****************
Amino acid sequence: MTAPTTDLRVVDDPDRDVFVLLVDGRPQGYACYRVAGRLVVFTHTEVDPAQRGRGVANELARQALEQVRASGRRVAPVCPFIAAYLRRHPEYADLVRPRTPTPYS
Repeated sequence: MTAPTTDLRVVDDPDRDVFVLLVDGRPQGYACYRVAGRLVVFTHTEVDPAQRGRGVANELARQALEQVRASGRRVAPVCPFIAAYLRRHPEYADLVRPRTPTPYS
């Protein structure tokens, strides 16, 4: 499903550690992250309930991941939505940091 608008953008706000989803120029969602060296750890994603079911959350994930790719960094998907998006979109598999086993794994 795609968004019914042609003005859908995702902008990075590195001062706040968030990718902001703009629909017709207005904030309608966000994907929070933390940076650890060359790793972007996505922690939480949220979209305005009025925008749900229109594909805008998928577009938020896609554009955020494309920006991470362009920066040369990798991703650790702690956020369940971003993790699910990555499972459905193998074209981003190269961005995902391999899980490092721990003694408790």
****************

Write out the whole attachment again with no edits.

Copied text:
Amino acid sequence: MTAPTTDLRVVDDPDRDVFVLLVDGRPQGYACYRVAGRLVVFTHTEVDPAQRGRGVANELARQALEQVRASGRRVAPVCPFIAAYLRRHPEYADLVRPRTPTPYS
Repeated sequence: MTAPTTDLRVVDDPDRDVFVLLVDGRPQGYACYRVAGRLVVFTHTEVDPAQRGRGVANELARQALEQVRASGRRVAPVCPFIAAYLRRHPEYADLVRPRTPTPYS
């Protein structure tokens, strides 16, 4: 499903550690992250309930991941939505940091 608008953008706000989803120029969602060296750890994603079911959350994930790719960094998907998006979109598999086993794994 795609968004019914042609003005859908995702902008990075590195001062706040968030990718902001703009629909017709207005904030309608966000994907929070933390940076650890060359790793972007996505922690939480949220979209305005009025925008749900229109594909805008998928577009938020896609554009955020494309920006991470362009920066040369990798991703650790702690956020369940971003993790699910990555499972459905193998074209981003190269961005995902391999899980490092721990003694408790």